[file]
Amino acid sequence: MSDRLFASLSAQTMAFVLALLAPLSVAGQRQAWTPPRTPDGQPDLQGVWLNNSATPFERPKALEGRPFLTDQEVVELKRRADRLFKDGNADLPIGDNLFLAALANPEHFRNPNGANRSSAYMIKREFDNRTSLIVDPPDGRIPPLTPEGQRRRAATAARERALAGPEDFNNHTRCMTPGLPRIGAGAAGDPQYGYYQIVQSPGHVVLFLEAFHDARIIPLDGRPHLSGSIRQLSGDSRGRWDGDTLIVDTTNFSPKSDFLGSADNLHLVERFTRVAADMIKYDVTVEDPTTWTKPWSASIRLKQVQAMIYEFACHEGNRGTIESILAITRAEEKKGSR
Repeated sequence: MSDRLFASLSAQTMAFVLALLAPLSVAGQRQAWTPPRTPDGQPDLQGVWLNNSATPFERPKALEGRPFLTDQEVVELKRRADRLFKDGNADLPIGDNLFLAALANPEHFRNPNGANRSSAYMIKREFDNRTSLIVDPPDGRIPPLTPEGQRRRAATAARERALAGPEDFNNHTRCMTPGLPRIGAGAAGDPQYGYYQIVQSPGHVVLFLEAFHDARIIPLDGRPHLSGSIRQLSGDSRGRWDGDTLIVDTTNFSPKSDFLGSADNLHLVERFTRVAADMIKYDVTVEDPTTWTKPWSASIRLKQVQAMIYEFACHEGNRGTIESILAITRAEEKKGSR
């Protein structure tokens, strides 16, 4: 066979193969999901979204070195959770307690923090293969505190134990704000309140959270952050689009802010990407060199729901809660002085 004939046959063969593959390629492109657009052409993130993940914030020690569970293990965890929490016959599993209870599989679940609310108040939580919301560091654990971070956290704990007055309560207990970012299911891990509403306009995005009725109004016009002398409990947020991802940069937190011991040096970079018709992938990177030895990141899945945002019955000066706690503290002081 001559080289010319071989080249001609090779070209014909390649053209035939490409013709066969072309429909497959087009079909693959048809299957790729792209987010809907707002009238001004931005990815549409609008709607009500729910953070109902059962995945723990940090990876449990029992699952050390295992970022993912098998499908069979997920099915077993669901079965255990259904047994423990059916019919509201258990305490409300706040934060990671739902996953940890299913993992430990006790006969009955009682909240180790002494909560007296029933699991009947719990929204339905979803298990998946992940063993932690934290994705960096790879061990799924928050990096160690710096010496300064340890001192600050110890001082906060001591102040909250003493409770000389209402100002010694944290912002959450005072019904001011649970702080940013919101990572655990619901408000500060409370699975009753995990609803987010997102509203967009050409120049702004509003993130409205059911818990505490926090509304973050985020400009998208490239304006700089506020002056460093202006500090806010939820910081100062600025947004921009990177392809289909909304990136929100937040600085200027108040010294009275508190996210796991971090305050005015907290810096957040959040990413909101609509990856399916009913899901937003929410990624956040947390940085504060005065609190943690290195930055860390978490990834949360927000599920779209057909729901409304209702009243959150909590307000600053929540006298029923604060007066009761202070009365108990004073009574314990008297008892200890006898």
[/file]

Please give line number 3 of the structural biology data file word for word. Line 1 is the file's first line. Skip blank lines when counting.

């Protein structure tokens, strides 16, 4: 066979193969999901979204070195959770307690923090293969505190134990704000309140959270952050689009802010990407060199729901809660002085 004939046959063969593959390629492109657009052409993130993940914030020690569970293990965890929490016959599993209870599989679940609310108040939580919301560091654990971070956290704990007055309560207990970012299911891990509403306009995005009725109004016009002398409990947020991802940069937190011991040096970079018709992938990177030895990141899945945002019955000066706690503290002081 001559080289010319071989080249001609090779070209014909390649053209035939490409013709066969072309429909497959087009079909693959048809299957790729792209987010809907707002009238001004931005990815549409609008709607009500729910953070109902059962995945723990940090990876449990029992699952050390295992970022993912098998499908069979997920099915077993669901079965255990259904047994423990059916019919509201258990305490409300706040934060990671739902996953940890299913993992430990006790006969009955009682909240180790002494909560007296029933699991009947719990929204339905979803298990998946992940063993932690934290994705960096790879061990799924928050990096160690710096010496300064340890001192600050110890001082906060001591102040909250003493409770000389209402100002010694944290912002959450005072019904001011649970702080940013919101990572655990619901408000500060409370699975009753995990609803987010997102509203967009050409120049702004509003993130409205059911818990505490926090509304973050985020400009998208490239304006700089506020002056460093202006500090806010939820910081100062600025947004921009990177392809289909909304990136929100937040600085200027108040010294009275508190996210796991971090305050005015907290810096957040959040990413909101609509990856399916009913899901937003929410990624956040947390940085504060005065609190943690290195930055860390978490990834949360927000599920779209057909729901409304209702009243959150909590307000600053929540006298029923604060007066009761202070009365108990004073009574314990008297008892200890006898």